The study suggests that 1.2 per cent of the Canadian community male population had PTSD, while 17.3 per cent of the Canadian firefighters surveyed were found to have the disorder.
The same figure in the study showed that Canadian firefighters fit right between the percentages of Vietnam-era veterans overall and those wounded in combat who had been diagnosed with PTSD (15.2 and 20 per cent respectively).
The study went on to say that 85 per cent of the Canadian firefighters had at least one traumatic-incident exposure within the past year, based on categories such as “serious injury accidents excluding nonfatal motor vehicle accidents” and “civilian fire fatalities”.
Dr. Wowk said he had a recent discussion with a CFD firefighter who was wondering if he maybe had PTSD.
“I think his answers probably give us the answer: He said he’s seen 20 — and he could count them, 20 kids exactly — that had died on his time on the job that he’s seen, and he said he could picture pretty much every one of their faces,” he shared. “That’s something that’s shocking even to me, and I’m used to dealing with some of this stuff.”
“But we don’t think of these things and these front-line workers and the things they see and do and have to live with.”
No ‘cookie-cutter’ solution
Darren said that seeing the counsellor helped, but from time to time he still finds himself thinking about the incident. He has stopped seeing his counsellor, but said he still experiences some anxiety when he attends or hears about calls involving pedestrians and vehicles — something he doesn’t think will ever go away.
There are certain criteria that must be met in order to receive a PTSD diagnosis, the most significant either witnessing or being part of an event that includes serious injury or death.
Other criteria include intense feelings of helplessness or horror, reluctance to enter similar situations and flashbacks. Despite this, Dr. Wowk said physicians sometimes need to use their own personal judgment because not everyone displays symptoms in the same way.
“Each individual can present a little bit variable so I think sometimes it (PTSD) can be difficult to recognize,” he said, adding that how easily a diagnosis is made depends a lot on how forthcoming the individual is about the feelings they’re experiencing.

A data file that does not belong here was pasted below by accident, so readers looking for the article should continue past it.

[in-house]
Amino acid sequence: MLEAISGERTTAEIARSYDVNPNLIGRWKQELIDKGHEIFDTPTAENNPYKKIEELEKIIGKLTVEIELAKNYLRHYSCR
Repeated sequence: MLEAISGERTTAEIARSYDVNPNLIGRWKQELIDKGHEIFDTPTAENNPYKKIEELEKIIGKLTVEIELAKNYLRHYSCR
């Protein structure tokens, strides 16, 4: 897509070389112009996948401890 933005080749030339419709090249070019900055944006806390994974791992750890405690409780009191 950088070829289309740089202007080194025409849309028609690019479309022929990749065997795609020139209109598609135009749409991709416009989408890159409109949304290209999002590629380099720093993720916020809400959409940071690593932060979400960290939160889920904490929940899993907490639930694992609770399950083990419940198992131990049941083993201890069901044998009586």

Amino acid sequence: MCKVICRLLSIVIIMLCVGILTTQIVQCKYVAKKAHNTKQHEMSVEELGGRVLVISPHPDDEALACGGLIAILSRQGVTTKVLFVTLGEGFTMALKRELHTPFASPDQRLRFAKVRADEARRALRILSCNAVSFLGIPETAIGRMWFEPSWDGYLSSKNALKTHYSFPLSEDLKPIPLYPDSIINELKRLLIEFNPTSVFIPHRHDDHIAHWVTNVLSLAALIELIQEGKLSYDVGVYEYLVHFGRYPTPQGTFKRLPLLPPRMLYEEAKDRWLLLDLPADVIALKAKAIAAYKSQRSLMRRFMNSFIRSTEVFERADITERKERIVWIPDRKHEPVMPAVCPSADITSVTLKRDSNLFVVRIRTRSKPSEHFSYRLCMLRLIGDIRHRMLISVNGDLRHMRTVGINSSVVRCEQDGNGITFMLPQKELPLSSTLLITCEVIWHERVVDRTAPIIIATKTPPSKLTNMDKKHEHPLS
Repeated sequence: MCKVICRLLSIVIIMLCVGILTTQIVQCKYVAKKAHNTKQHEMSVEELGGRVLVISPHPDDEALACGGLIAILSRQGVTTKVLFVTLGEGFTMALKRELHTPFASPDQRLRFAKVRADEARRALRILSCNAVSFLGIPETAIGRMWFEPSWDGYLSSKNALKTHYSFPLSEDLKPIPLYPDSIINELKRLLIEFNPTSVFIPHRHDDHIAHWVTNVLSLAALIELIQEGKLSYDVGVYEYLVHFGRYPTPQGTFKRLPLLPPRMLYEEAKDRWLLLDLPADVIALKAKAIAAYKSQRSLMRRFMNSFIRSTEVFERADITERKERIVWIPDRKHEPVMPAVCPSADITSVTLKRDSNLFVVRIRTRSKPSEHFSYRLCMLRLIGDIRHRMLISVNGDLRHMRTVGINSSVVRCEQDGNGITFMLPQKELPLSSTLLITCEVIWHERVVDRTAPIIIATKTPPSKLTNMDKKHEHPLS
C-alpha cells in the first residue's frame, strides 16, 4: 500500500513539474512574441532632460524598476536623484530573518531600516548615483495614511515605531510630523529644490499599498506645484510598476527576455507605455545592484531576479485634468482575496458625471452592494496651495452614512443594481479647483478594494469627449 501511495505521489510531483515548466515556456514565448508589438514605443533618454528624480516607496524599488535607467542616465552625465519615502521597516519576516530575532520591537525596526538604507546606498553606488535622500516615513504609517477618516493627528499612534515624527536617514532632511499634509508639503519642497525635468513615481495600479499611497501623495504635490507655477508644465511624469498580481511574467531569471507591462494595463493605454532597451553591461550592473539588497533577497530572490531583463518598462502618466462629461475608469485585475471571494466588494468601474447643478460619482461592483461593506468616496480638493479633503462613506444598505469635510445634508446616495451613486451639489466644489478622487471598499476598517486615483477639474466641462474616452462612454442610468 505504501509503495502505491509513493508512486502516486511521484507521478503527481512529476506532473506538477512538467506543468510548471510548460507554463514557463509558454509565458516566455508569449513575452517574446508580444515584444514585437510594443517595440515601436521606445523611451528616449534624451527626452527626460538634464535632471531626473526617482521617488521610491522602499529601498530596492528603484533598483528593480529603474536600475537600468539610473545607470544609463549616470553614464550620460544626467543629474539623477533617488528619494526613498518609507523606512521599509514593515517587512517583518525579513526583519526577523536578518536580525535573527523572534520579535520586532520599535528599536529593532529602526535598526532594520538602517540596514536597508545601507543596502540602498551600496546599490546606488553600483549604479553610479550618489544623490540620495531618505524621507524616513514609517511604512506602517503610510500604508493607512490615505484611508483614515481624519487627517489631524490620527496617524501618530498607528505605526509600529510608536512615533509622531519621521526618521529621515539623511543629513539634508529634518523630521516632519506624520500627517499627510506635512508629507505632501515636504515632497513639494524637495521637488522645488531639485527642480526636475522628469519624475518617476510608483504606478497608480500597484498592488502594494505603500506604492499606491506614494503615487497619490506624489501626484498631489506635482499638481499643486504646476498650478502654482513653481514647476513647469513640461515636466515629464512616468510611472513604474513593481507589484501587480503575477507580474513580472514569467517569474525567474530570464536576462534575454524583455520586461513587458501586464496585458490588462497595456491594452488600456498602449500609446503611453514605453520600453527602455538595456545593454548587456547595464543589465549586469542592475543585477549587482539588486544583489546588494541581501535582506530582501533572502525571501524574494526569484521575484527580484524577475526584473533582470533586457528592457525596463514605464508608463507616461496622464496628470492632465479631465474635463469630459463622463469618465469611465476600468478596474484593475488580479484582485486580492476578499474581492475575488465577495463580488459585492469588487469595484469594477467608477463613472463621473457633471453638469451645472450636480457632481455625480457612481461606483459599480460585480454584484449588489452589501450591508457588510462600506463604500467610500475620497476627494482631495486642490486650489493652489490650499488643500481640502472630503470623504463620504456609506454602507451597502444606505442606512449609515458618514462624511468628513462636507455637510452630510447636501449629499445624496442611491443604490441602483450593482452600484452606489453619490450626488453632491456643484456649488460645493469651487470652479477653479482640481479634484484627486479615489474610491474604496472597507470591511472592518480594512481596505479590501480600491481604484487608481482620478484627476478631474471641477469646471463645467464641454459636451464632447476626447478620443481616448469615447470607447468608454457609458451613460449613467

Dr. Wowk said firefighters may not recognize the symptoms because they feel these events and feelings are a part of the job they have to deal with, even though “in reality, these can be very traumatizing events that people experience and repeatedly experience.”
Darren is an exception — he said he was able to identify that something wasn’t quite right after the incident due to previous training courses he had taken, which made getting help easier for him and probably prevented things from getting worse.
He said his biggest concern was that if he was constantly being distracted by memories of the incident he would be putting those working with and under him at risk — a chance he wasn’t willing to take.
“You can’t hesitate — you have a fraction of a second to make a decision that’s going to affect someone’s life,” Darren explained.
“I had to make sure I was focused on what I was doing and not thinking about this thing. I didn’t want to be responsible for someone else [getting hurt] because I wasn’t paying attention, I wasn’t at the top of my game.”
Dr. Wowk said he feels there is a large majority of people diagnosed with PTSD after other things have happened in terms of relationships, depression, alcoholism or trouble sleeping, acting as red flags for another issue at hand.
That was the case for Jeff Mack, a 26-year veteran currently with the Fredericton Fire Department in New Brunswick.
In February 2005, Mack attended a structure fire with his partner. Despite textbook execution on their behalf, his partner fell through the floor to where the fire had started. When he fell, he knocked off Mack’s oxygen mask, rendering him semi-unconscious. As he came to, his partner was screaming for the hose line to fight the fire, and when they tried to radio in a mayday call the batteries were dead, meaning Mack had to leave his partner in the burning building to get help.
The two survived with smoke inhalation, but that six-minute window changed Mack’s life forever.
He said he started exhibiting symptoms of PTSD almost immediately — he was fearful of going back to work, his drinking went through the roof, he wasn’t sleeping, lost interest in almost everything, and developed anger issues. He said he attended a debriefing session after the incident, and a month after the fire he sought counseling.